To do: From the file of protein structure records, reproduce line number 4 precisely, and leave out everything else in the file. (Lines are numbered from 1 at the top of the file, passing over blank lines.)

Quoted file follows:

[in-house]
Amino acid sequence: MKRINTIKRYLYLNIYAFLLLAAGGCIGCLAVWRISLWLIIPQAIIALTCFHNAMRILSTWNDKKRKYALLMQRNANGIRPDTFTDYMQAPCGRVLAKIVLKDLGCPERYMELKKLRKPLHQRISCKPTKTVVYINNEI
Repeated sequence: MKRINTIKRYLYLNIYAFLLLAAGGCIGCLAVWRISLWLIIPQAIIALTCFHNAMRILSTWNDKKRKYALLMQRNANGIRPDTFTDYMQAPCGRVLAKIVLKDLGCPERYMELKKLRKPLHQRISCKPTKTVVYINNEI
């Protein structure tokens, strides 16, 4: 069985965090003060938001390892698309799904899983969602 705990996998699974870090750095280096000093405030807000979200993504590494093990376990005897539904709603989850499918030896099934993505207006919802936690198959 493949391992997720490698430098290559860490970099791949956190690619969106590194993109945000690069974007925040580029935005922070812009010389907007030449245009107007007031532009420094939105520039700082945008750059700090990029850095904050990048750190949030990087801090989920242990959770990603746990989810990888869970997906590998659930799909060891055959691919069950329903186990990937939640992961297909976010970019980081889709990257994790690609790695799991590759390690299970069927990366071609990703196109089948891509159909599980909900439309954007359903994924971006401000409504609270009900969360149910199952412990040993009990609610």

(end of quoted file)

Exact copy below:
């Protein structure tokens, strides 16, 4: 069985965090003060938001390892698309799904899983969602 705990996998699974870090750095280096000093405030807000979200993504590494093990376990005897539904709603989850499918030896099934993505207006919802936690198959 493949391992997720490698430098290559860490970099791949956190690619969106590194993109945000690069974007925040580029935005922070812009010389907007030449245009107007007031532009420094939105520039700082945008750059700090990029850095904050990048750190949030990087801090989920242990959770990603746990989810990888869970997906590998659930799909060891055959691919069950329903186990990937939640992961297909976010970019980081889709990257994790690609790695799991590759390690299970069927990366071609990703196109089948891509159909599980909900439309954007359903994924971006401000409504609270009900969360149910199952412990040993009990609610």